Languages of Madagascar

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Languages of Madagascar
Official languages Malagasy, French
Main foreign languages English
Sign languages Malagasy Sign Language
Signs in French in Antananarivo.

The Malagasy language of Malayo-Polynesian origin, is generally spoken throughout the island. The official languages of Madagascar are Malagasy and French. Madagascar is a Francophone country, and French is spoken among the educated population of this former French colony. Including second-language speakers, there are more speakers of Malagasy than French in Madagascar [1].

In the first Constitution of 1958, Malagasy and French were named the official languages of the Malagasy Republic.[1]

No official languages were recorded in the Constitution of 1992. Instead, Malagasy was named the national language; however, many sources still claimed that Malagasy and French were official languages, as they were de facto. In April 2000, a citizen brought a legal case on the grounds that the publication of official documents in the French language only was unconstitutional. The High Constitutional Court observed in its decision[2] that, in the absence of a language law, French still had the character of an official language.

In the Constitution of 2007, Malagasy remained the national language while official languages were reintroduced: Malagasy, French, and English. The motivation for the inclusion of English was partly to improve relations with the neighboring countries where English is used and to encourage foreign direct investment.[3] English was removed as an official language from the constitution approved by voters in the November referendum 2010. These results are not recognized by the political opposition or the international community, who cite lack of transparency and inclusiveness in the organization of the election by the High Transitional Authority.[4]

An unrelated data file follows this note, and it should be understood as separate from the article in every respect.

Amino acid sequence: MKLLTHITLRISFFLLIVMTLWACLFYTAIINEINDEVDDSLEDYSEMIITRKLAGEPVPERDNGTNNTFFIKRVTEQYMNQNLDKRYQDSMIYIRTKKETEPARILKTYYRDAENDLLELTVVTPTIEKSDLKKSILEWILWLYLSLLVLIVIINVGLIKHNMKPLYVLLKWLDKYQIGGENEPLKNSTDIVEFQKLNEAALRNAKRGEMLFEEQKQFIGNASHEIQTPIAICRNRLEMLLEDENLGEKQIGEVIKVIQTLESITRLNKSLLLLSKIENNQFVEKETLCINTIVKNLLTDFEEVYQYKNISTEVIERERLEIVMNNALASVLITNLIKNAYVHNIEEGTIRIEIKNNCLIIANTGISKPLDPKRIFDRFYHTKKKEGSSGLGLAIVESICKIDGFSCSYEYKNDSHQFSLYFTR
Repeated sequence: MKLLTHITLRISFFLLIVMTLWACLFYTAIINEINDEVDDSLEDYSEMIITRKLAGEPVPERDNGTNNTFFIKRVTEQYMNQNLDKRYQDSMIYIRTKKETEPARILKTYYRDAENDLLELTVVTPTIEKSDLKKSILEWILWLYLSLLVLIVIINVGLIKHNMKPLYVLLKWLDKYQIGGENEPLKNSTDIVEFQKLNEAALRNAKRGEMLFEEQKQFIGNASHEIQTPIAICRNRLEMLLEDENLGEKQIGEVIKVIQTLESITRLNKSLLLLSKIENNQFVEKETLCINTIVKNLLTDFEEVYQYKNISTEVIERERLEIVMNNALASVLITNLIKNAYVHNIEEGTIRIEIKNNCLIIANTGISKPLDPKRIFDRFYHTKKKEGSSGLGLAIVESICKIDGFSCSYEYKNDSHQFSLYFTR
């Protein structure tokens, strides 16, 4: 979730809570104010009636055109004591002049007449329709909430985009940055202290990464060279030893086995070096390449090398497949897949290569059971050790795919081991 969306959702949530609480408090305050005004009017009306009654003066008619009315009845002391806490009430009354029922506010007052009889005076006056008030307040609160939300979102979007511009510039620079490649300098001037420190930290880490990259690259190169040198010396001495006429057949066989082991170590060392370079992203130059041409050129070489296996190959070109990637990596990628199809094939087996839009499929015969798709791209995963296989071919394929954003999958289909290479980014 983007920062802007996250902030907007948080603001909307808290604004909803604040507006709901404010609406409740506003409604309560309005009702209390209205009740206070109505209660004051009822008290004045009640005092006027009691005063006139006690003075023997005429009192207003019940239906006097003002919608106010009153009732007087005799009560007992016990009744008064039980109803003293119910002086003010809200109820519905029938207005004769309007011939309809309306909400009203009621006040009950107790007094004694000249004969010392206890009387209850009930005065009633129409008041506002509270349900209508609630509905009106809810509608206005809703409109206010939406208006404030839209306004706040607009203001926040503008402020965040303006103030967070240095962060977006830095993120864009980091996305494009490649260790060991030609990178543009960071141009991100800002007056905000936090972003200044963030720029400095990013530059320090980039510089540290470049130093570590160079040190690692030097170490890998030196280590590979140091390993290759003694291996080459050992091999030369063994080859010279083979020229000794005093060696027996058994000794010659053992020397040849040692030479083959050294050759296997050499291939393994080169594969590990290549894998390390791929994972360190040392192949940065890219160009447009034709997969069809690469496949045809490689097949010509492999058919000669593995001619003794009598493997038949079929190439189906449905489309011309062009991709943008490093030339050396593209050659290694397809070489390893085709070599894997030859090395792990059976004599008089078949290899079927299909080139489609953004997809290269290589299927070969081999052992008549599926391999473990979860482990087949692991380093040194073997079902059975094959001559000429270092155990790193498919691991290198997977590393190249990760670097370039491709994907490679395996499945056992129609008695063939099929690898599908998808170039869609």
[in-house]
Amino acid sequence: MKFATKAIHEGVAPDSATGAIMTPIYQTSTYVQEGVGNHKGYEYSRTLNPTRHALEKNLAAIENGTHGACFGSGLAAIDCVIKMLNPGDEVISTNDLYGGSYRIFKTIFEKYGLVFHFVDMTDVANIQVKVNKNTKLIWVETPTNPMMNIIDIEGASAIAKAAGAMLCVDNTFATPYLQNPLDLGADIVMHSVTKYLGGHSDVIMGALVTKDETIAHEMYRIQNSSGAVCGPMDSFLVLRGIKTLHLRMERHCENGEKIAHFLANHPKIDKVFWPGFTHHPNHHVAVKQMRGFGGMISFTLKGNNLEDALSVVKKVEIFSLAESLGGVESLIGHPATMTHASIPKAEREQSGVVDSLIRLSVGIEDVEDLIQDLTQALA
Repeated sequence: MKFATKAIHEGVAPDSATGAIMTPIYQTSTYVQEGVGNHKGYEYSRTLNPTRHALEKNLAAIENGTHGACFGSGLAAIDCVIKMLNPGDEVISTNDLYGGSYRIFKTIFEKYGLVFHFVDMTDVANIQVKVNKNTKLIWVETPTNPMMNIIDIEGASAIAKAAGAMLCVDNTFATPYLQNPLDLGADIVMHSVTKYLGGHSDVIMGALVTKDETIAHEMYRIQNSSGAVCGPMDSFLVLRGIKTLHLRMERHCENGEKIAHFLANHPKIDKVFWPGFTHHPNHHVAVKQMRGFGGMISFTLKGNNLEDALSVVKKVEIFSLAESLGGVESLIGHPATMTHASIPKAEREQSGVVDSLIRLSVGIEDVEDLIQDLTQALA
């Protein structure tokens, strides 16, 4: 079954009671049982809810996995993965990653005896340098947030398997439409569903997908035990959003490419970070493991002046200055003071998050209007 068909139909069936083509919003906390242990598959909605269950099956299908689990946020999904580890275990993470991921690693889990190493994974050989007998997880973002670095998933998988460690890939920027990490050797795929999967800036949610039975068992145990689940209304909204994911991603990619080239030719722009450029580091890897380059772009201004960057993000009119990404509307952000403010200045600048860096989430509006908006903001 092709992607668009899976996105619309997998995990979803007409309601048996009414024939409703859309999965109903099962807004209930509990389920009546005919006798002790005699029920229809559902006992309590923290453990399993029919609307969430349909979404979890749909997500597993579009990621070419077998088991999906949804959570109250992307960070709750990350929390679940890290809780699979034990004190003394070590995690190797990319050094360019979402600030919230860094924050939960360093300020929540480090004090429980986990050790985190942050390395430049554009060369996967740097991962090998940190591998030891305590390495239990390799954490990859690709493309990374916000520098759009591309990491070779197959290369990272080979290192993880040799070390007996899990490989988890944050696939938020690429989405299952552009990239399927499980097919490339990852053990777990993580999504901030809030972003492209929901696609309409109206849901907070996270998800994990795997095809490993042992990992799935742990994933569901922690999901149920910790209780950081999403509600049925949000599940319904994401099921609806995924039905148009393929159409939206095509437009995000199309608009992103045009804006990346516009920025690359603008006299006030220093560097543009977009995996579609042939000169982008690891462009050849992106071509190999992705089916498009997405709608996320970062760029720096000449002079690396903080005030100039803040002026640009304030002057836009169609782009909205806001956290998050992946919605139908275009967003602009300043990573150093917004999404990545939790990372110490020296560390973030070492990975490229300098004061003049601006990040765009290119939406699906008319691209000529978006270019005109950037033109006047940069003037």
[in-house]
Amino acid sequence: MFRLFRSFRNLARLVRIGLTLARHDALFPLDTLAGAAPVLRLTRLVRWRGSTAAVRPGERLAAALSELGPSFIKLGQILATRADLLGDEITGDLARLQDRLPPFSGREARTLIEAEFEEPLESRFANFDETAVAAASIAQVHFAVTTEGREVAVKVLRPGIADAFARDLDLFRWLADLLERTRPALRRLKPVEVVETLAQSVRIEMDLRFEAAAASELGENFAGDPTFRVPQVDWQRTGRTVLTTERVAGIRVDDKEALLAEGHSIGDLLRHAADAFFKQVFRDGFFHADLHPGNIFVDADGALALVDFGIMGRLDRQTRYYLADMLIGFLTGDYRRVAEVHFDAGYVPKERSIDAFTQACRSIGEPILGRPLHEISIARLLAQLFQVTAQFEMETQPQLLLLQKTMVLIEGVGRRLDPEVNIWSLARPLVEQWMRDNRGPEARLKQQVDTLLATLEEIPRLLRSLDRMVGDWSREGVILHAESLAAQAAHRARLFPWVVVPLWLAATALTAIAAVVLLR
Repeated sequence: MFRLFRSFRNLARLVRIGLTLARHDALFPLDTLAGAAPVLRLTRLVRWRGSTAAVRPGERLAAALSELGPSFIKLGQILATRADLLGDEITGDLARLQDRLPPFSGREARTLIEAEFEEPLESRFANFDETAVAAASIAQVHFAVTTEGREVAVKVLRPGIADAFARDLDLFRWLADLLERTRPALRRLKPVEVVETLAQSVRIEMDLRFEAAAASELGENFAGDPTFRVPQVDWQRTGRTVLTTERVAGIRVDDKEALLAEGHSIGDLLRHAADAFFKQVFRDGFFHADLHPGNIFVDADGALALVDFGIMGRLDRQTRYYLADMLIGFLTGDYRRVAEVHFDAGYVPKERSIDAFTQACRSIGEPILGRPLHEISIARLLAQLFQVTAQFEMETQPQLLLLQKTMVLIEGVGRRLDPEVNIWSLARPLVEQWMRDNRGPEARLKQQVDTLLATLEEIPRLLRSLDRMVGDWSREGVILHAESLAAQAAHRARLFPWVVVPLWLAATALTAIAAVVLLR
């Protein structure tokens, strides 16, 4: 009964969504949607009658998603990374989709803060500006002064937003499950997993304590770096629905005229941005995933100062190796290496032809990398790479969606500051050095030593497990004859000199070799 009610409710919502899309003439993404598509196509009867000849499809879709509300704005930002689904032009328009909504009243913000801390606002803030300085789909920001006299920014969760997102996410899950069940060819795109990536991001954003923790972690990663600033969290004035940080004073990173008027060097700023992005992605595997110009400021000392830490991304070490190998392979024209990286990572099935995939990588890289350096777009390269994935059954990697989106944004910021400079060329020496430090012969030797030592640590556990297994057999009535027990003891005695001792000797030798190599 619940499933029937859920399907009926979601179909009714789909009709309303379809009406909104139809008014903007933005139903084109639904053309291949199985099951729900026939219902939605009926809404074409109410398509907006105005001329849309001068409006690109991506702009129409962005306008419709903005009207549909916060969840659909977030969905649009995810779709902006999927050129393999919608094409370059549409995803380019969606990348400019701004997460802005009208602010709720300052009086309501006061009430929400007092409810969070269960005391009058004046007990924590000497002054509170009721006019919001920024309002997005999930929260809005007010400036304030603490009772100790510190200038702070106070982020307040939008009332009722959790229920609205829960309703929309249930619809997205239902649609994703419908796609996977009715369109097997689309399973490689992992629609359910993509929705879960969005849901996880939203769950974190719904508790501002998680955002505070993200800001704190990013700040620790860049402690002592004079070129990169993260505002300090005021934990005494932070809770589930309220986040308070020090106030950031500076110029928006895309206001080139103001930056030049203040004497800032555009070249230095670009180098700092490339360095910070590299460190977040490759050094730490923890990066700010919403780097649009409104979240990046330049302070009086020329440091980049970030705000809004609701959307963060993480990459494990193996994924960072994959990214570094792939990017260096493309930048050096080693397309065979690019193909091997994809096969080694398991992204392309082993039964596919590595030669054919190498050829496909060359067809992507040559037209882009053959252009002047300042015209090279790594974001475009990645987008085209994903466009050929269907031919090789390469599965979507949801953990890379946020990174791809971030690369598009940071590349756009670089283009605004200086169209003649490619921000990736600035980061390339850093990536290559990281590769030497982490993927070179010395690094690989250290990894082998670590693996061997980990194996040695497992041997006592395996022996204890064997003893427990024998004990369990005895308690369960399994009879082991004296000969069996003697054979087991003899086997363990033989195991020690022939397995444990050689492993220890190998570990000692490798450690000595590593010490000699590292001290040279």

References[edit]

  1. ^ "Le malgache et le français sont les langues officielles de la République Malgache." Constitution, Titre I, Art. 2; Constitutional Law 14 October 1958.
  2. ^ Haute Cour Constitutionnelle De Madagascar, Décision n°03-HCC/D2 Du 12 avril 2000
  3. ^ Madagascar adopts English as official language, ClickAfrique.com, 10 April 2007.
  4. ^ "Madagascar: La Crise a un Tournant Critique?". International Crisis Group. Retrieved 2010-11-25. 

External links[edit]